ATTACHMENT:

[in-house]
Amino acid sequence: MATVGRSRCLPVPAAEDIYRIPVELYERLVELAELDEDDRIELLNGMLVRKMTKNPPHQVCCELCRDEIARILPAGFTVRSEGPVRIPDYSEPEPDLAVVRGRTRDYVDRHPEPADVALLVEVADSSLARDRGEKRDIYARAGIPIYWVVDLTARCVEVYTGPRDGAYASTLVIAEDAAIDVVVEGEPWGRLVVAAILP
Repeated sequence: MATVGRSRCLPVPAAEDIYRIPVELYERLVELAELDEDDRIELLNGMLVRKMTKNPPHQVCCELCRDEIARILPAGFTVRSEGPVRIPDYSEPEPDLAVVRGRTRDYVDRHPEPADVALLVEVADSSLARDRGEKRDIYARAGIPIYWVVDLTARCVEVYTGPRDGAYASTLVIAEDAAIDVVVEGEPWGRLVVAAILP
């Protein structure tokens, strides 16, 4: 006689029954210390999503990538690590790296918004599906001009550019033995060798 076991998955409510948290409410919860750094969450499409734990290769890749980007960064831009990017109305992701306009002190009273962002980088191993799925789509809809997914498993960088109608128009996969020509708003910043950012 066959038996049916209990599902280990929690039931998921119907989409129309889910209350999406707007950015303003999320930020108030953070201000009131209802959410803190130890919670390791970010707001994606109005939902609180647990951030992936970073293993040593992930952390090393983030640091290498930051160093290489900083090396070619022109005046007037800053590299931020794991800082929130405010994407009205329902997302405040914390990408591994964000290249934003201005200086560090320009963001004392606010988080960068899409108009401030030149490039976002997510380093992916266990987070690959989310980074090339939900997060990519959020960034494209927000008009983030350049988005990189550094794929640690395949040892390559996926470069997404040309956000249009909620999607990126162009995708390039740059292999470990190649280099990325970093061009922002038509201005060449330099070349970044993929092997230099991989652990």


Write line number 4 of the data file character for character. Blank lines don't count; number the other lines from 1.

């Protein structure tokens, strides 16, 4: 006689029954210390999503990538690590790296918004599906001009550019033995060798 076991998955409510948290409410919860750094969450499409734990290769890749980007960064831009990017109305992701306009002190009273962002980088191993799925789509809809997914498993960088109608128009996969020509708003910043950012 066959038996049916209990599902280990929690039931998921119907989409129309889910209350999406707007950015303003999320930020108030953070201000009131209802959410803190130890919670390791970010707001994606109005939902609180647990951030992936970073293993040593992930952390090393983030640091290498930051160093290489900083090396070619022109005046007037800053590299931020794991800082929130405010994407009205329902997302405040914390990408591994964000290249934003201005200086560090320009963001004392606010988080960068899409108009401030030149490039976002997510380093992916266990987070690959989310980074090339939900997060990519959020960034494209927000008009983030350049988005990189550094794929640690395949040892390559996926470069997404040309956000249009909620999607990126162009995708390039740059292999470990190649280099990325970093061009922002038509201005060449330099070349970044993929092997230099991989652990």